The Relationship Between Cardiovascular Risk Factors and Use of Healthcare Services in Low-Income Preschool Children

Sunday, 29 October 2017: 4:15 PM

Michele Montgomery, PhD, MPH
Paige Johnson, PhD
Capstone College of Nursing, The University of Alabama, Tuscaloosa, AL, USA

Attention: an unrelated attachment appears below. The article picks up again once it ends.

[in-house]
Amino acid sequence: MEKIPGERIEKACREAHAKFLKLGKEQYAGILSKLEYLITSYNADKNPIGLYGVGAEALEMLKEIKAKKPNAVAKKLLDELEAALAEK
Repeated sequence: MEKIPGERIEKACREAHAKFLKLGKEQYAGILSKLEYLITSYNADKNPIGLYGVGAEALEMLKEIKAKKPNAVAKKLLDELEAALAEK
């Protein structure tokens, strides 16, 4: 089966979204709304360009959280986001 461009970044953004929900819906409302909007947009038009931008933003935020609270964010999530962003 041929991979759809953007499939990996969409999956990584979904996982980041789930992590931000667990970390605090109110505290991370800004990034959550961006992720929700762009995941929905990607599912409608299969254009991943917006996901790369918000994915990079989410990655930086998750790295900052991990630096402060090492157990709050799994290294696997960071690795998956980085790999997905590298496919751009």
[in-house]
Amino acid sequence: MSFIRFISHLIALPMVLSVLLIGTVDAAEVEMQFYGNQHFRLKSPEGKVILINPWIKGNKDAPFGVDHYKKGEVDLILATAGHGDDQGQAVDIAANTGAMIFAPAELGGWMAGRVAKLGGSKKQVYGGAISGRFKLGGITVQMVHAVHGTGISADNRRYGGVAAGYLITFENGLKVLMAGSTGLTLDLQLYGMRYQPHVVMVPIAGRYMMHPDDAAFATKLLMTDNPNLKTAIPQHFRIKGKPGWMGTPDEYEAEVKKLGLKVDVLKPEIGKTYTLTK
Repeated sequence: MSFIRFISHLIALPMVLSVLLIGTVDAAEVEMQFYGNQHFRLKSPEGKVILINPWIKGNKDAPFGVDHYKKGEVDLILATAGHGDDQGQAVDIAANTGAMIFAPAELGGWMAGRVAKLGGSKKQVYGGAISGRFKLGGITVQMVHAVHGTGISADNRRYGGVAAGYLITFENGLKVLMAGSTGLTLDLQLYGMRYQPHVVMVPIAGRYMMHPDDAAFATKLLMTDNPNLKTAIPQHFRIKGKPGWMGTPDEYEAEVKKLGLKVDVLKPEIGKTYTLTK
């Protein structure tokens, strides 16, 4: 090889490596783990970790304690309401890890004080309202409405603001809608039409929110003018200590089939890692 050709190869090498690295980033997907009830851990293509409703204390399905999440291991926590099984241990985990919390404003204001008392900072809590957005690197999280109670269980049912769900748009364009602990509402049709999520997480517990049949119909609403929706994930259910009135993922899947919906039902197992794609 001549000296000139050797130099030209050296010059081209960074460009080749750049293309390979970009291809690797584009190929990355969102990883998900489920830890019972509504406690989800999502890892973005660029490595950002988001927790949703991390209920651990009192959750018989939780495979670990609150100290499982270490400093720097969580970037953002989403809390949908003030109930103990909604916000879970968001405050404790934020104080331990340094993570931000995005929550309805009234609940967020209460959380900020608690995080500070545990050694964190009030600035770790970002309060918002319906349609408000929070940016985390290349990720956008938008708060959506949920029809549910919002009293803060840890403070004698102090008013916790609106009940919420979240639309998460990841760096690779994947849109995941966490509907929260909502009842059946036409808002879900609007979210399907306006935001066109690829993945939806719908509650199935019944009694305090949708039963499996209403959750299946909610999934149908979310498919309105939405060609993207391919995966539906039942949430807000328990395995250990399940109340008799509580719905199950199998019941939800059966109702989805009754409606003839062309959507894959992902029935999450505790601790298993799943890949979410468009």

Background: Cardiovascular disease (CVD) is the major cause of morbidity and mortality in the United States. Although the development of CVD does not occur until adulthood, the etiology of CVD begins in childhood. Two well-recognized risk factors for CVD include overweight/obesity and high blood pressure. Childhood obesity continues to be a significant public health concern in children. The prevalence of obesity among children 2 to 5 years old was most recently estimated at 8.4%. However, rates are higher for minority and low- income children with Black preschool children having double the rate of obesity of White preschool children. Many studies have shown that high levels of body mass index (BMI) among children are associated with adverse systolic blood pressure (SBP) levels, and just as overweight or obese children are more likely to become overweight or obese adults, children in the top quintile of SBP are three to four times more likely than their peers to develop clinical hypertension by age 30, and 50% of adults with hypertension had an elevated SBP in childhood. Although several studies have examined the impact of obesity on health care utilization in various populations, the association between weight, blood pressure, and use of health care services is not well understood in low- income, preschool children. Methods: This study was a secondary data analysis of previously collected data. Body mass index (BMI) and blood pressure were collected during health screenings, and information regarding use of health care services was collected by parent report. Results: Of the 660 children screened, 22.1% of the sample was classifi ed as obese and 15.2% were considered overweight. Obese children had significantly more doctor’s visits than both overweight and normal weight children. Systolic blood pressure (SBP) also emerged a significant predictor of number of doctor’s visits within the last year. Neither were signifi cantly associated with emergency department visits or hospitalizations. Conclusion: This study provides evidence that low-income, preschool children have high rates of obesity. It also provides new information regarding the association between obesity, SBP, and physician visits in this population.